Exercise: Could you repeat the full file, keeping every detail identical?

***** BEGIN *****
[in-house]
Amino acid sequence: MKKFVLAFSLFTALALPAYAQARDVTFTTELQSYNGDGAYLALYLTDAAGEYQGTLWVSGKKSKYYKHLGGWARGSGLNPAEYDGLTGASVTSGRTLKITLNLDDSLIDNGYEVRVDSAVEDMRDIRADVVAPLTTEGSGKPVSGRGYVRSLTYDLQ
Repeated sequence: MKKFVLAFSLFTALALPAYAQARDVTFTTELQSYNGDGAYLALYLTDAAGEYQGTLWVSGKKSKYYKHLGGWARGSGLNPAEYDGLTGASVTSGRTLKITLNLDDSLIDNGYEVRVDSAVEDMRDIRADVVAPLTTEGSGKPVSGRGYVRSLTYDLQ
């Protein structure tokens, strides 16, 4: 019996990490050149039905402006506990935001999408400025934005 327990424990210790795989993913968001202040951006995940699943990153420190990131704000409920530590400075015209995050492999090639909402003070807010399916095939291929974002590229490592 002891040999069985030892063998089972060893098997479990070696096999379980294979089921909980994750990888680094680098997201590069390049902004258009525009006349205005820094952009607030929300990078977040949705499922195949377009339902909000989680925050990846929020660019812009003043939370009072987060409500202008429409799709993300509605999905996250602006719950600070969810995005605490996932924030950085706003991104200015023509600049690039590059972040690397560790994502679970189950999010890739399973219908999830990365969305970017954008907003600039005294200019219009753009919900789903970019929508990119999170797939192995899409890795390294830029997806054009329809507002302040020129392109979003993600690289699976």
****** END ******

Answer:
[in-house]
Amino acid sequence: MKKFVLAFSLFTALALPAYAQARDVTFTTELQSYNGDGAYLALYLTDAAGEYQGTLWVSGKKSKYYKHLGGWARGSGLNPAEYDGLTGASVTSGRTLKITLNLDDSLIDNGYEVRVDSAVEDMRDIRADVVAPLTTEGSGKPVSGRGYVRSLTYDLQ
Repeated sequence: MKKFVLAFSLFTALALPAYAQARDVTFTTELQSYNGDGAYLALYLTDAAGEYQGTLWVSGKKSKYYKHLGGWARGSGLNPAEYDGLTGASVTSGRTLKITLNLDDSLIDNGYEVRVDSAVEDMRDIRADVVAPLTTEGSGKPVSGRGYVRSLTYDLQ
């Protein structure tokens, strides 16, 4: 019996990490050149039905402006506990935001999408400025934005 327990424990210790795989993913968001202040951006995940699943990153420190990131704000409920530590400075015209995050492999090639909402003070807010399916095939291929974002590229490592 002891040999069985030892063998089972060893098997479990070696096999379980294979089921909980994750990888680094680098997201590069390049902004258009525009006349205005820094952009607030929300990078977040949705499922195949377009339902909000989680925050990846929020660019812009003043939370009072987060409500202008429409799709993300509605999905996250602006719950600070969810995005605490996932924030950085706003991104200015023509600049690039590059972040690397560790994502679970189950999010890739399973219908999830990365969305970017954008907003600039005294200019219009753009919900789903970019929508990119999170797939192995899409890795390294830029997806054009329809507002302040020129392109979003993600690289699976």